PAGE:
Canada: To Boldly Go… Towards A Global System Of Accountability – Google Inc. v. Equustek Solutions Inc.

Last Updated: September 11 2017
Article by Tim Duncan

In true common law tradition, let's start this blog post with some obligatory Latin: audentes Fortuna iuvat.  "Fortune favours the bold."

This might have been the principle that governed the behaviour of Datalink Technologies Inc. when it decided to start counterfeiting the products (networking devices) of its erstwhile client, Equustek Technologies Inc. Previously entrusted by Equustek to distribute its products, Datalink began passing those products off as its own.  Bold indeed.

Equustek inevitably discovered what was going on and obtained an injunction ordering Datalink to cease its counterfeiting operation and return all property. Datalink, however, responded by fleeing the jurisdiction (British Columbia) and continuing to sell its counterfeited wares to the world at large via its string of websites. Bolder still. But this post isn't about the boldness of counterfeiters. Rather, I'd like to talk about the (relative) boldness of our legal system in an era of globalizing business with technology to match.

One of the interesting facts of 21st century e-commerce is the importance of "optimizing for Google". When looking for a needle in the digital haystack that is the world wide web, Google is the undisputed metal detector of choice. And Google's stranglehold as the world's search engine makes it the filter which online businesses must either successfully navigate or perish. Optimizing online businesses for Google's algorithms has become more than just a cottage industry, and by extension this is also great business for Google (as of May 2017, Forbes valued the brand at over $100 billion USD). However, in accordance with Christopher Wallace's notorious 1997 algorithm (Bay Boy Records): more money = more problems. For its dominion over global e-commerce, Google is coming under increasing pressure to manage its gateway, and to limit (i.e. – de-list) webpages that link browsers of the web to deplorable content. In fact, Google already reportedly de-lists web-pages related to hate-speech or child pornography and with that, we return to the case at hand.

Unable to shut down Datalink's activities by attacking the source, Equustek turned its sights on Google.  Equustek again applied to the Supreme Court of British Columbia, but this time for an injunction ordering Google to de-index any and all webpages put up by DataLink to sell its counterfeited wares, not only across the Google Canada platform, but worldwide. To Google's chagrin, the Court said yes. Google appealed to the Court of Appeal for British Columbia, but lost there too.  Finally, Google appealed to the Supreme Court of Canada.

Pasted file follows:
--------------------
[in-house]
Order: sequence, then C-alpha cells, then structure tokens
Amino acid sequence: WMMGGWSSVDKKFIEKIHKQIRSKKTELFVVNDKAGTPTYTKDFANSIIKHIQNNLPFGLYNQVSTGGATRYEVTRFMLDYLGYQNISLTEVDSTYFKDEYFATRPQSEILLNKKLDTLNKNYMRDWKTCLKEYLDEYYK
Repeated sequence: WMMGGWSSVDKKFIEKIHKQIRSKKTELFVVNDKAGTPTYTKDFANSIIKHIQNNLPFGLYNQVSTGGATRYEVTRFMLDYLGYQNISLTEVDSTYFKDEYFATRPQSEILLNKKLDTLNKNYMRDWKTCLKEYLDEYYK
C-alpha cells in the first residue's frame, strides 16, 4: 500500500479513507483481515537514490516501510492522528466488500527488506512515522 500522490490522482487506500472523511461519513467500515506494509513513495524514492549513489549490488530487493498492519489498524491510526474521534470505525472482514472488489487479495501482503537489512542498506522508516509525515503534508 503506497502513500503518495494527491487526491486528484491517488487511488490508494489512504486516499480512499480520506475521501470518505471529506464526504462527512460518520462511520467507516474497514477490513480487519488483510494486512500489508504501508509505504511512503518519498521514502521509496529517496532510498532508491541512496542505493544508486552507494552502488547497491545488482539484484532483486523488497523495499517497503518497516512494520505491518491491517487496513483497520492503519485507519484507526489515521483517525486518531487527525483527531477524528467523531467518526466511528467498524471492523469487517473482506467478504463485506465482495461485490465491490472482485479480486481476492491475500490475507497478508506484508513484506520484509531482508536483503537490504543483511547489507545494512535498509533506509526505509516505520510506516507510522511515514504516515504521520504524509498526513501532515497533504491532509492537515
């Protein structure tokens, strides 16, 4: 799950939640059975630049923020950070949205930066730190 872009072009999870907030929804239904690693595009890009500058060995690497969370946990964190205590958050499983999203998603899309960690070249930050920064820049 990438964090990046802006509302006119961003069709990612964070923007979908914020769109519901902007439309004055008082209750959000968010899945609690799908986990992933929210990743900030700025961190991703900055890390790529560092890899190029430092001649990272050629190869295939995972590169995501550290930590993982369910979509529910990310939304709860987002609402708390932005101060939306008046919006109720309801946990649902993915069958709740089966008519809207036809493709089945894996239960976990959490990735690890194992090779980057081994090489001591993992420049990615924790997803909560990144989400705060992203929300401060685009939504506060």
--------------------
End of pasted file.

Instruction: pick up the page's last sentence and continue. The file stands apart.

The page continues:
Google's argument against the injunction was essentially three-fold: (1) as a non-party, it cannot be subject to an injunction; (2) the injunction was not necessary to prevent the harm and would not be effective; and (3) the Court could not grant an order that was extra-territorial in scope and an infringement of the right to freedom of expression.

On June 28, 2017, Justice Abella writing for the majority of the Supreme Court of Canada (Google Inc. v. Equustek Solutions Inc., 2017 SCC 34) released its split decision (7-2) upholding the order of the court of first instance and granting the injunction against Google as requested.

The decision is an interesting one from many different perspectives. Ultimately, however, its most interesting precedential value may have less to do with the legal principles that govern the granting of injunctions than with the willingness of the courts to "contextualize" in order to keep up with a globalizing economy and the technology that abets it, for better or worse. The arguments raised by Google were not without merit. However, the majority found that freedom of expression was not truly what was at stake given the discretionary nature of the court to grant injunctions and to differentiate remedies on a case by case basis as needed. Injunctive relief against non-parties is also not without precedent (Norwich Pharmcal Co. v. Customs and Excise Commissioners, [1974] A.C. 133 (H.L.)) and in the context of a truly global problem, a failure to apply with extra-territorial effect would likely render the injunction largely ineffective.

It may well be that this decision raises as many questions about non-party injunctions and extra-territorial effect as it answers. However, imperfections aside, it cannot be said that the Supreme Court of Canada on this instance buried its head in the sand as the dust swell approached, or got itself stuck in a jurisdictional rut that would prove difficult to extract itself from in the future. Rapidly evolving technologies will continue to connect companies and individuals in ways that leap ahead of our traditional strictures of accountability.  Either our governments and courts do their best to keep up, or they themselves will surely decrease in meaning and the governance of commerce will be ceded to the Google's of the world in any event.  As always, audentes Fortuna iuvat.

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